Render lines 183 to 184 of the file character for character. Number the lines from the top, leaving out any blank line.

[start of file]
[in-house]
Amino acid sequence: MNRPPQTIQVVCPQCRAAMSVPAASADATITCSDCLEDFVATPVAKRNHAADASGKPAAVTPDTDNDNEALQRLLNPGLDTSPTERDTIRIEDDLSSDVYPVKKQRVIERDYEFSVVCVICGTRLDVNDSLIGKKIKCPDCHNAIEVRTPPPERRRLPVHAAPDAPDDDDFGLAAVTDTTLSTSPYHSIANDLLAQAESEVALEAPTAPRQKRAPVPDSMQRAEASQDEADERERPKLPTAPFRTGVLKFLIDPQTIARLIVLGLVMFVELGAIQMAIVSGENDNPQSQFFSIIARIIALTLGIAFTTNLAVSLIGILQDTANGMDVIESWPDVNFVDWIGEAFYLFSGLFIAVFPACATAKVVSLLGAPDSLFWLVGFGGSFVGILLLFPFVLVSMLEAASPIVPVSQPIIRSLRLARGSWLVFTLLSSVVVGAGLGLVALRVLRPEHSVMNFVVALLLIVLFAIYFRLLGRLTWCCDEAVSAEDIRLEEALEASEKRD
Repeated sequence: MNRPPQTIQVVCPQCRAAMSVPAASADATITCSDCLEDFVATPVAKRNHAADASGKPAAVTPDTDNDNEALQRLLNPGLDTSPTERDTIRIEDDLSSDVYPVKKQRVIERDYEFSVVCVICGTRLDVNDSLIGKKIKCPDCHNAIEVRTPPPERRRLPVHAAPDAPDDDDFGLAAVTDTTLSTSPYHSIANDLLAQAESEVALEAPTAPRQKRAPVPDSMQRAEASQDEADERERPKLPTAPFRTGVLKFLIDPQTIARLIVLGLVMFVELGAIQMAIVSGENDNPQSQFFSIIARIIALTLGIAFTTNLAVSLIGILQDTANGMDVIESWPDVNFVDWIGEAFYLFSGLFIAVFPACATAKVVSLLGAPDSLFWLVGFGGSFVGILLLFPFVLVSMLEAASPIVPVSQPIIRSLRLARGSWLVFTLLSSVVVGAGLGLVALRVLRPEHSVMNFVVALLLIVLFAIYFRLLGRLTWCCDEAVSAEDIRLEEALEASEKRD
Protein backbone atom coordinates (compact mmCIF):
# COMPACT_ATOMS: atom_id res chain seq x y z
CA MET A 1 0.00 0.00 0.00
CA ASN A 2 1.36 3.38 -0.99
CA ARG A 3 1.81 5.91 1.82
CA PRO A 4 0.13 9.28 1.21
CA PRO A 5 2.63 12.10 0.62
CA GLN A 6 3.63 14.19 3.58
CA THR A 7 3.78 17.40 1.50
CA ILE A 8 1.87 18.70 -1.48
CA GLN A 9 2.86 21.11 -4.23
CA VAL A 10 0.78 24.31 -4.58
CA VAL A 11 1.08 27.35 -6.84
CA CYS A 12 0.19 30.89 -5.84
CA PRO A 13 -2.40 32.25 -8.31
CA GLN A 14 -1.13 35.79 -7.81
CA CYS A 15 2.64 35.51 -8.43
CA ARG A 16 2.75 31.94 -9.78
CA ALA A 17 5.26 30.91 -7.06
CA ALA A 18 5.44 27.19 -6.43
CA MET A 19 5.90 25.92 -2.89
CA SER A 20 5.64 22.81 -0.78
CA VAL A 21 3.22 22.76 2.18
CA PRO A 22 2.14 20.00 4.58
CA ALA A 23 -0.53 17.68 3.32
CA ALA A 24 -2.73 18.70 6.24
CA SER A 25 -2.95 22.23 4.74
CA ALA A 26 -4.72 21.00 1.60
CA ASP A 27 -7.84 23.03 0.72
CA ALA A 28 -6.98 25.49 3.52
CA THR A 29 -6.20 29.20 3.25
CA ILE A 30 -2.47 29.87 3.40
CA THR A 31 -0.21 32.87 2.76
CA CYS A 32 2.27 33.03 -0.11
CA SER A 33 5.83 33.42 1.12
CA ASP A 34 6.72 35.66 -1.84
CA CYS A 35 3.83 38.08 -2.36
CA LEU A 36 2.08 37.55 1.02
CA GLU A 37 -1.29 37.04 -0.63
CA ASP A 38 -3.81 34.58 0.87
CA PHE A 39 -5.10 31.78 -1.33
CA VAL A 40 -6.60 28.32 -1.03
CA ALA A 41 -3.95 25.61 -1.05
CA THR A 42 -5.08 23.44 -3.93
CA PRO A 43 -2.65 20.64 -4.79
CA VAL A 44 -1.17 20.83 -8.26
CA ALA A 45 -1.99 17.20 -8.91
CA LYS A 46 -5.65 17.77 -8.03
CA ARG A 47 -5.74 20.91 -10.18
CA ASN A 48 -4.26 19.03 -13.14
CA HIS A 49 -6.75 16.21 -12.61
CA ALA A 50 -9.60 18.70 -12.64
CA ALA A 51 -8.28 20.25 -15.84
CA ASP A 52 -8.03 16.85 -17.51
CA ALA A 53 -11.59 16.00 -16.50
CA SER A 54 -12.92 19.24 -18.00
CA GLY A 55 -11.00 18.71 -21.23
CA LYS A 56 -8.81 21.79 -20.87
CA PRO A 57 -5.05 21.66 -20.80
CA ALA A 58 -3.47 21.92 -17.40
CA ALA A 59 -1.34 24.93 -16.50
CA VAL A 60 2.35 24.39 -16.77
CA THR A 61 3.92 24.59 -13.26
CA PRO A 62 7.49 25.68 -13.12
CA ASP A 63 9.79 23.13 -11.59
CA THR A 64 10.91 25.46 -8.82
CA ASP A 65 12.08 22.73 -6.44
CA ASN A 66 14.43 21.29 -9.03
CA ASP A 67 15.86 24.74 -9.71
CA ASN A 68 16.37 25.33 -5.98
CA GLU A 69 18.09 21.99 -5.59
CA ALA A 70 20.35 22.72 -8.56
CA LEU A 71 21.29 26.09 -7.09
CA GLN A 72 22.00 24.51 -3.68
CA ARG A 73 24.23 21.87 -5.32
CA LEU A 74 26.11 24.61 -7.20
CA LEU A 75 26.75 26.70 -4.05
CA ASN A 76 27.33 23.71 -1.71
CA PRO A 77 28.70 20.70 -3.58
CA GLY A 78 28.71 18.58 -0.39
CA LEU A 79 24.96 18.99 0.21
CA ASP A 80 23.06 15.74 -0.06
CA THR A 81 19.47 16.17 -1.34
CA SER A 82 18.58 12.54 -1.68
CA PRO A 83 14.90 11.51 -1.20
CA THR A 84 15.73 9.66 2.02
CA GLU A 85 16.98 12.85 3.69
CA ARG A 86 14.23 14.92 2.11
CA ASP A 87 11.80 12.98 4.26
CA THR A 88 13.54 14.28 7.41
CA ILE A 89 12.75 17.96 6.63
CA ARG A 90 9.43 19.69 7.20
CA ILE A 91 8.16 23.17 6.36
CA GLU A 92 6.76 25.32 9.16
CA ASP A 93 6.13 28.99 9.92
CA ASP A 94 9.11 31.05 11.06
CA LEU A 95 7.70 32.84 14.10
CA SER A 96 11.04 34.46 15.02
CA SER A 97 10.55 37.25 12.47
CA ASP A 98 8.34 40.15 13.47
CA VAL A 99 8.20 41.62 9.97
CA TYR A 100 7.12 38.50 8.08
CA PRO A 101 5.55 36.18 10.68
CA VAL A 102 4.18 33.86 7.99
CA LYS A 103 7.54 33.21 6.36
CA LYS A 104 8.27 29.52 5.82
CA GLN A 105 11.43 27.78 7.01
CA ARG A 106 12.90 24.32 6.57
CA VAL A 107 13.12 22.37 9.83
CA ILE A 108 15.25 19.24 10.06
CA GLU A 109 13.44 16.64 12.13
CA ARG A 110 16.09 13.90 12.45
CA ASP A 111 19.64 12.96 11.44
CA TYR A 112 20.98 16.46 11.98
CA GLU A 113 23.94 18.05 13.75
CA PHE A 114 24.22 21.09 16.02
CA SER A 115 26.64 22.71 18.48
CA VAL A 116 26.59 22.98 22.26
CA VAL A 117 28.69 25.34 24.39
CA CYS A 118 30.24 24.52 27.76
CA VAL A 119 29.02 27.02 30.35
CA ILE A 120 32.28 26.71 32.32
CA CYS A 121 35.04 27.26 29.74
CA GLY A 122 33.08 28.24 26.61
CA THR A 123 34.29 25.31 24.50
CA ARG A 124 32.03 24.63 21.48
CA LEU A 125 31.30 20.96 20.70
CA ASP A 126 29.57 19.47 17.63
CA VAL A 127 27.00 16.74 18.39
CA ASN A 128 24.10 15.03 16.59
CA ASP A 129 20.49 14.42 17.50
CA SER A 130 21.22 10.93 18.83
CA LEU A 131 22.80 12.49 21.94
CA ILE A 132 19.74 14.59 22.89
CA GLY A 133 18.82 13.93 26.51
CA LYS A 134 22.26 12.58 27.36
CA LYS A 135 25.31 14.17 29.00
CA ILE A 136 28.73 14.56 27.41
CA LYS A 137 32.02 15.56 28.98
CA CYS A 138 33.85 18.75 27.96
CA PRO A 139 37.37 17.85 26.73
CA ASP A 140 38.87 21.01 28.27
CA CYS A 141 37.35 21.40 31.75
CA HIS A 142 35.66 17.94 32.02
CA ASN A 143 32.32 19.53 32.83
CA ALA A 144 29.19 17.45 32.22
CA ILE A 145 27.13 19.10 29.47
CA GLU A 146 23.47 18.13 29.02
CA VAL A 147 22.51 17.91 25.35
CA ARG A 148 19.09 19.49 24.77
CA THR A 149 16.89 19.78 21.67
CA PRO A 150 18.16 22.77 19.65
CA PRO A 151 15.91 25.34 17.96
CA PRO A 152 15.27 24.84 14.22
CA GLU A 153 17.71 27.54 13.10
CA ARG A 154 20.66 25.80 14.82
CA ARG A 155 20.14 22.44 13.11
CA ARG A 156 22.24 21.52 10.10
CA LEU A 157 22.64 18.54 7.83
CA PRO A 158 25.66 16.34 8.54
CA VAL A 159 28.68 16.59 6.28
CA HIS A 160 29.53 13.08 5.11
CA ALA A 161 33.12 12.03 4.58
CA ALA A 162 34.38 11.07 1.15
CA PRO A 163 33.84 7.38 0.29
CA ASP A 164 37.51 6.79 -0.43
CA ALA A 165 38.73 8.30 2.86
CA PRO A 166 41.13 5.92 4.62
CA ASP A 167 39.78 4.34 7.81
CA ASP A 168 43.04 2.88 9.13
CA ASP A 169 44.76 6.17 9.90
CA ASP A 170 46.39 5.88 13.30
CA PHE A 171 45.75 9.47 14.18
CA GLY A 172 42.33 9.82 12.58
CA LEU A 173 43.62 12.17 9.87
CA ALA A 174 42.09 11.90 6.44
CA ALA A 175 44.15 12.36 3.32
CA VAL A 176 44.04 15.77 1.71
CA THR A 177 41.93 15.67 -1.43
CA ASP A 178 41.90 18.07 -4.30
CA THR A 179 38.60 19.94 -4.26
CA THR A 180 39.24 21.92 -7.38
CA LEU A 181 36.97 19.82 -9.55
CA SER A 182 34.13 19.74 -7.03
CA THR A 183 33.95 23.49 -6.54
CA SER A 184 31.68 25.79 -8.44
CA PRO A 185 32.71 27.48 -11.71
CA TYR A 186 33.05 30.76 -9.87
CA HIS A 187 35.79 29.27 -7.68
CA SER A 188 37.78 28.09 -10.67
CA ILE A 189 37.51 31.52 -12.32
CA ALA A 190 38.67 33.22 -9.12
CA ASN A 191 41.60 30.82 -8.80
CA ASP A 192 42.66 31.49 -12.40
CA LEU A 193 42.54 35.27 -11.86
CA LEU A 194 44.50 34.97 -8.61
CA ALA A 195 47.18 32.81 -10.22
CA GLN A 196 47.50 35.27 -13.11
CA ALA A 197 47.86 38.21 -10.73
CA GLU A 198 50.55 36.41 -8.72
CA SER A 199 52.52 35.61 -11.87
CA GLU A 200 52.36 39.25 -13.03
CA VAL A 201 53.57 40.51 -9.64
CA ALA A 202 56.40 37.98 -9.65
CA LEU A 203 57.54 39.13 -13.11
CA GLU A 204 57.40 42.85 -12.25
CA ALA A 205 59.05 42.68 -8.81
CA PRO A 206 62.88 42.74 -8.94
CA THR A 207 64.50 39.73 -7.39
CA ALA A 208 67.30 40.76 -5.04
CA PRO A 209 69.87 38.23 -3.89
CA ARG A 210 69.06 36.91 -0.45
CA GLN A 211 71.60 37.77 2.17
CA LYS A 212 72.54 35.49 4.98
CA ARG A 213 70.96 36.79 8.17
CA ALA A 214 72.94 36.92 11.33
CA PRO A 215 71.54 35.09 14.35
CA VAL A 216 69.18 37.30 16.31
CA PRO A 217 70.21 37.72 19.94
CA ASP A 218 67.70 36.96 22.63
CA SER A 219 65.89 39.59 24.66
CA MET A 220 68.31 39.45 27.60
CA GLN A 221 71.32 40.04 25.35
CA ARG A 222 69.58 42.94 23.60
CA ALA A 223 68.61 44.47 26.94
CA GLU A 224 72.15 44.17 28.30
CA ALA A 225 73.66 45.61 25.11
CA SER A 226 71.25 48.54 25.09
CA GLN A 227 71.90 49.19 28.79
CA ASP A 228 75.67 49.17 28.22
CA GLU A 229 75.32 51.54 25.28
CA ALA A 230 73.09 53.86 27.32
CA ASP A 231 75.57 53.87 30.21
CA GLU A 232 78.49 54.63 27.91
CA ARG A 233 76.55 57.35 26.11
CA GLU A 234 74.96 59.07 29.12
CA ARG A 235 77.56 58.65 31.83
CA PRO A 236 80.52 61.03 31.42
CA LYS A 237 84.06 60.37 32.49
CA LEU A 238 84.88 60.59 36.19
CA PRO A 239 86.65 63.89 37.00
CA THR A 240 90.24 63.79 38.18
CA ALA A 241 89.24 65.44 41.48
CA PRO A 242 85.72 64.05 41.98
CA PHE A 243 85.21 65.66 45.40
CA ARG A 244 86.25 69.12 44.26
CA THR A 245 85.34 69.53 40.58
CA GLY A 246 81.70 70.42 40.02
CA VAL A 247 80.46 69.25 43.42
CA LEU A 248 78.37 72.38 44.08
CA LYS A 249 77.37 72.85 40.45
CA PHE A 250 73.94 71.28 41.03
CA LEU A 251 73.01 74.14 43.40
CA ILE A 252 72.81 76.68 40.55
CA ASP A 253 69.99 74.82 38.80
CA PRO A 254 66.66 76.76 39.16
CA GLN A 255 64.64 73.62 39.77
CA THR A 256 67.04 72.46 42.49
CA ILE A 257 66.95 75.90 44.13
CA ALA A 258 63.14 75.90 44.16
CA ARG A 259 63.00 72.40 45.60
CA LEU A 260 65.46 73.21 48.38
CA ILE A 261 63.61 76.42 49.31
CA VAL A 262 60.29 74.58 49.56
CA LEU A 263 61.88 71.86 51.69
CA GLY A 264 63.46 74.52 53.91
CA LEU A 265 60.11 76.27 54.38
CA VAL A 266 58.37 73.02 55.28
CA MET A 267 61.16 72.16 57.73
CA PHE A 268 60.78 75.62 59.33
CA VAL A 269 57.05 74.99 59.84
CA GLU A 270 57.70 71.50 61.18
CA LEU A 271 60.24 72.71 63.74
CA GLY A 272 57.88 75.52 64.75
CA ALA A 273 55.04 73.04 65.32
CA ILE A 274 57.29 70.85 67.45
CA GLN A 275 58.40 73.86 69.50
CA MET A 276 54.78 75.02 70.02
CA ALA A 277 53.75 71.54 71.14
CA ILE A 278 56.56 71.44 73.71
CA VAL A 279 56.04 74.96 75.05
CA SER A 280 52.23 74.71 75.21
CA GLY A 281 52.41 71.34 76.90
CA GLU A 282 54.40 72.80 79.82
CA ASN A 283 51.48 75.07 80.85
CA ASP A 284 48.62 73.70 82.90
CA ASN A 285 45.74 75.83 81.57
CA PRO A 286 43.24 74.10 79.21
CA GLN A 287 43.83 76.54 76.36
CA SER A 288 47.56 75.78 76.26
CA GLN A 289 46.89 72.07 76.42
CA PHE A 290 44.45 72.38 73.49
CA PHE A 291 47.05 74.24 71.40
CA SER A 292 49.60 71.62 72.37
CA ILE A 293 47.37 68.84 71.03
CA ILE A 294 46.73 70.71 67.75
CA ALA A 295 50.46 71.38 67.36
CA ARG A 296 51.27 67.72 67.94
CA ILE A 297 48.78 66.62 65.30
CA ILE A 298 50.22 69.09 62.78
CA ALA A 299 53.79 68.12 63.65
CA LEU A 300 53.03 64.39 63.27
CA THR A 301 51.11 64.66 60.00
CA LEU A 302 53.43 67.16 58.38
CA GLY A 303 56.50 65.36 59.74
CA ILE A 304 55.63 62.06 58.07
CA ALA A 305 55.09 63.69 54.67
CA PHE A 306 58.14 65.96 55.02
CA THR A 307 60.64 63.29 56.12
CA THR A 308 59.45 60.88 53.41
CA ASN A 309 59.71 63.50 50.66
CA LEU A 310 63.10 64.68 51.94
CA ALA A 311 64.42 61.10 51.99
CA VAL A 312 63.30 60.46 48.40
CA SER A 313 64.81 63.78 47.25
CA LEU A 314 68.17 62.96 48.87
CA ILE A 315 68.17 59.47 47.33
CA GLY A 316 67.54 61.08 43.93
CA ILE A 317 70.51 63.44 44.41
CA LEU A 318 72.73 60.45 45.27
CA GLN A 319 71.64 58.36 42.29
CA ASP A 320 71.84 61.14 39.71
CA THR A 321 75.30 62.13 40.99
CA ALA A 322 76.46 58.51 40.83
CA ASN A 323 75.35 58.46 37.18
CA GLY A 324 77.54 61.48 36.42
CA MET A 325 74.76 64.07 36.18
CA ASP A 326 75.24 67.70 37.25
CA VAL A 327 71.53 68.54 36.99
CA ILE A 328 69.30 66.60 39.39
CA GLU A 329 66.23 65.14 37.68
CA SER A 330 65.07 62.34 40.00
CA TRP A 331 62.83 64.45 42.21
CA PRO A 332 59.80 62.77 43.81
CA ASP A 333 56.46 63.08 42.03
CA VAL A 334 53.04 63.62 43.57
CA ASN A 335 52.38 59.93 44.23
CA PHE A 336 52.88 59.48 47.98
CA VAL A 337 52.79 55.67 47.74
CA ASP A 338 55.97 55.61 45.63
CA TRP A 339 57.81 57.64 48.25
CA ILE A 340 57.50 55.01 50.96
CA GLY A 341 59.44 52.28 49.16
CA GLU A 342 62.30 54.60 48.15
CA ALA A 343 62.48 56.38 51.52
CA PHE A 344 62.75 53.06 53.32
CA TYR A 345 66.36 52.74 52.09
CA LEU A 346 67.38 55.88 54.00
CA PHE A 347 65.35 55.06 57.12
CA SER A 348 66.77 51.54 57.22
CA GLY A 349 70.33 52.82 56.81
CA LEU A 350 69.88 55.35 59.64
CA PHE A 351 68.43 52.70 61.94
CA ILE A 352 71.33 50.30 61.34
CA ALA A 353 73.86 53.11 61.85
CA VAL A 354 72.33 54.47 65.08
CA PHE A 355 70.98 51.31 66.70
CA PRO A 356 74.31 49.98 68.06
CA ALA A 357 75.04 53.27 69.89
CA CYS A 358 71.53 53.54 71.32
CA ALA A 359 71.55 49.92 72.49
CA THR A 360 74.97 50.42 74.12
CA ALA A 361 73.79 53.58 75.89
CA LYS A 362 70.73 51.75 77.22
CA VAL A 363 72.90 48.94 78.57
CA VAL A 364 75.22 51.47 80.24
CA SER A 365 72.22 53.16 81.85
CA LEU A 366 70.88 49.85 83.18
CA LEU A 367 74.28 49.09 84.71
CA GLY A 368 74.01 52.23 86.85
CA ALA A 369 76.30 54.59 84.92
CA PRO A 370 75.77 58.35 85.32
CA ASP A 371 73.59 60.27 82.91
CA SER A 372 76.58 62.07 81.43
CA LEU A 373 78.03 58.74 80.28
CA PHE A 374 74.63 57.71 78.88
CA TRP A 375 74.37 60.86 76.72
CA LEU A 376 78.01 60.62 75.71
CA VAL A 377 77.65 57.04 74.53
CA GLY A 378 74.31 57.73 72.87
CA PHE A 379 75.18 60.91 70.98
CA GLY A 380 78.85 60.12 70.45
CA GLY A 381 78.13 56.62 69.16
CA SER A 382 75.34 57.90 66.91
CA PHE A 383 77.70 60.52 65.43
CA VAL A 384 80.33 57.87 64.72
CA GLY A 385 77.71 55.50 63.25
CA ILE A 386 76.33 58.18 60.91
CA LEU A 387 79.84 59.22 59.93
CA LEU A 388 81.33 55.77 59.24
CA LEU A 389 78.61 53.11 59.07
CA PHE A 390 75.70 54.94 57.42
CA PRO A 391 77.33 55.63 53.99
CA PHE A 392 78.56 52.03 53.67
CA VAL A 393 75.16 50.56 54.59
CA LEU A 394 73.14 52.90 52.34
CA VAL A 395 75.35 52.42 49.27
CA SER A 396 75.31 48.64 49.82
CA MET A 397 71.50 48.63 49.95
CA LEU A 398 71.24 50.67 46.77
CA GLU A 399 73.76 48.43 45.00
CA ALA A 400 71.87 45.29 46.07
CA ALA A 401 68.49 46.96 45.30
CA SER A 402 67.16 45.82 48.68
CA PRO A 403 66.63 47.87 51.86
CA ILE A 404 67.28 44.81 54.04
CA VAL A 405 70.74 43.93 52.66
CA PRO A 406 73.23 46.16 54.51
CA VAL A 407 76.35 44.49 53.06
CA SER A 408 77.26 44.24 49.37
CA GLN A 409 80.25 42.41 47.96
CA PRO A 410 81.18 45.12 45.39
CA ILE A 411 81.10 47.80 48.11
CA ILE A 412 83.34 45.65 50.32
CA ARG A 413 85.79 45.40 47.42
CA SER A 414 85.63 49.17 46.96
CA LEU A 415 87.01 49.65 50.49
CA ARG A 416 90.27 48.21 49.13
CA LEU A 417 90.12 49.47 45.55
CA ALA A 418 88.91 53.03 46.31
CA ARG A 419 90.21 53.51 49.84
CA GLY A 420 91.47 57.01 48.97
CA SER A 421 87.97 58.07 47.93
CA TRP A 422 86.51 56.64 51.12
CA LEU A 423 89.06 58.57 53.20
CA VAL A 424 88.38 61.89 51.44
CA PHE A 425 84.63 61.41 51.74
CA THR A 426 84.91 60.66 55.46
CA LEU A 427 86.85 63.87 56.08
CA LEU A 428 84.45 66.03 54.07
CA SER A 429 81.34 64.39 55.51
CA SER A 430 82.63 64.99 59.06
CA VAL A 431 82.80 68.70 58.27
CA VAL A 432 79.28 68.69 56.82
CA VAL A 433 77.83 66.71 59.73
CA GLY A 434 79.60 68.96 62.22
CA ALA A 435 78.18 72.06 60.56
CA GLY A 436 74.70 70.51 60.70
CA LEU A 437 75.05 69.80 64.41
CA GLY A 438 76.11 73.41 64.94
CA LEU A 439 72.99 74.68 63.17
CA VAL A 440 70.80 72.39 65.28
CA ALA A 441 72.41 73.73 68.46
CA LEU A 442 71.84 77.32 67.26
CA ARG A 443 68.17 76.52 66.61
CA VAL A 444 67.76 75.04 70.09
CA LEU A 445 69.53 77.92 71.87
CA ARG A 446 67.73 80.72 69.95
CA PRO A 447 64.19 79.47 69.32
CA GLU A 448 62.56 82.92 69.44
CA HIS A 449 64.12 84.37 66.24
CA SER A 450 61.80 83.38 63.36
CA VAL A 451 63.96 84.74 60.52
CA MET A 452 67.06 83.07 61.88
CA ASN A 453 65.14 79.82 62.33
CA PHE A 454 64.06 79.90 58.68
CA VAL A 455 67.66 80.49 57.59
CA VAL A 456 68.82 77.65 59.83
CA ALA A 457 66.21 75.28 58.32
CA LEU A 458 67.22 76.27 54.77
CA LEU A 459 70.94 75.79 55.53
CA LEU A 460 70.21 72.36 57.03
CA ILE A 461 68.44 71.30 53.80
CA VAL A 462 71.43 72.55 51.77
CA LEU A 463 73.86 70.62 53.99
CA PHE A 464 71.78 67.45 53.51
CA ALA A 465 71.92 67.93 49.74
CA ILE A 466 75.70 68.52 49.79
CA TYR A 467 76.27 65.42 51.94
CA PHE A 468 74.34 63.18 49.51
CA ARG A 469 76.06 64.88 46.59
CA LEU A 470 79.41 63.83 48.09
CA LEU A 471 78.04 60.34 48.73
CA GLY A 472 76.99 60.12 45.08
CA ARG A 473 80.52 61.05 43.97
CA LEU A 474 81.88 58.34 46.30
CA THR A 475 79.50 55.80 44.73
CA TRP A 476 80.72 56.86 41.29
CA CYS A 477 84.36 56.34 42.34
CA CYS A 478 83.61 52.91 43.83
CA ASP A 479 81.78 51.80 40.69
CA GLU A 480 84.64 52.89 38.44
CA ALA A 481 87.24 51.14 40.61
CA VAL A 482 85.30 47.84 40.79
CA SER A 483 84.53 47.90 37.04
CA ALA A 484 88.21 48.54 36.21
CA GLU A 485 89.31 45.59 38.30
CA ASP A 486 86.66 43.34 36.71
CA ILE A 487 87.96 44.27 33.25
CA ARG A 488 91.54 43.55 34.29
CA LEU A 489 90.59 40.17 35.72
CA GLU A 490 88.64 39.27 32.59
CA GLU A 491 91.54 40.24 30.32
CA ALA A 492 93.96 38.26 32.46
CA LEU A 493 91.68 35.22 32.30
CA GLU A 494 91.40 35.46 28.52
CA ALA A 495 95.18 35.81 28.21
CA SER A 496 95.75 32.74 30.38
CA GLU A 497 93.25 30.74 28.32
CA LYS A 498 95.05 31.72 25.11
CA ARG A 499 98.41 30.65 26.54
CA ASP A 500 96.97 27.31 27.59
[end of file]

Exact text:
CA ASP A 178 41.90 18.07 -4.30
CA THR A 179 38.60 19.94 -4.26